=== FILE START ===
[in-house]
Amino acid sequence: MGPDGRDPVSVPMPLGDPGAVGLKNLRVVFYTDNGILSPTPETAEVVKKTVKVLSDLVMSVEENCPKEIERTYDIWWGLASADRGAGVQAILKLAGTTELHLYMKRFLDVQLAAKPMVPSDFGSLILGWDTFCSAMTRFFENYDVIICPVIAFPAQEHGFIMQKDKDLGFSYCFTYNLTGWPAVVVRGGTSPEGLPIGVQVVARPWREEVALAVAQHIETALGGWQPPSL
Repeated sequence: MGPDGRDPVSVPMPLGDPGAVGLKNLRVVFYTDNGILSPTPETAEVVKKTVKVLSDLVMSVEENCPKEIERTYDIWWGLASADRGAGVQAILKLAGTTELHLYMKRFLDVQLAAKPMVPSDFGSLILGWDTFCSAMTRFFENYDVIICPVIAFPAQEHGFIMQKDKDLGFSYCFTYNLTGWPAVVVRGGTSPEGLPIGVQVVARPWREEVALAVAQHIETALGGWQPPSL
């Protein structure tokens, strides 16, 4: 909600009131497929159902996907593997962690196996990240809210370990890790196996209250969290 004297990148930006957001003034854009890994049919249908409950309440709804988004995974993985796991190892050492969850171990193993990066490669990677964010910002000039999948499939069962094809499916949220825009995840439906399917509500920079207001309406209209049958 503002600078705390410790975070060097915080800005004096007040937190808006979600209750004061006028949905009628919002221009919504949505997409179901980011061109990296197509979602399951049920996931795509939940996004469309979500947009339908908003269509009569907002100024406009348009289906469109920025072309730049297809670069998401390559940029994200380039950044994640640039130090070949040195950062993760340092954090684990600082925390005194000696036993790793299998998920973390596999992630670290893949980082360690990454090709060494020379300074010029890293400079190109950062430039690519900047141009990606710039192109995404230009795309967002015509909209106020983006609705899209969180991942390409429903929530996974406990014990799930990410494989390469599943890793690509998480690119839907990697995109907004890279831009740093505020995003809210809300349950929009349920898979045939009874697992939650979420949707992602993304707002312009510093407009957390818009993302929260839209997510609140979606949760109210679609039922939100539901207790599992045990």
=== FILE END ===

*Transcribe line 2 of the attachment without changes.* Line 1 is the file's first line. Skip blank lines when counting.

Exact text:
Amino acid sequence: MGPDGRDPVSVPMPLGDPGAVGLKNLRVVFYTDNGILSPTPETAEVVKKTVKVLSDLVMSVEENCPKEIERTYDIWWGLASADRGAGVQAILKLAGTTELHLYMKRFLDVQLAAKPMVPSDFGSLILGWDTFCSAMTRFFENYDVIICPVIAFPAQEHGFIMQKDKDLGFSYCFTYNLTGWPAVVVRGGTSPEGLPIGVQVVARPWREEVALAVAQHIETALGGWQPPSL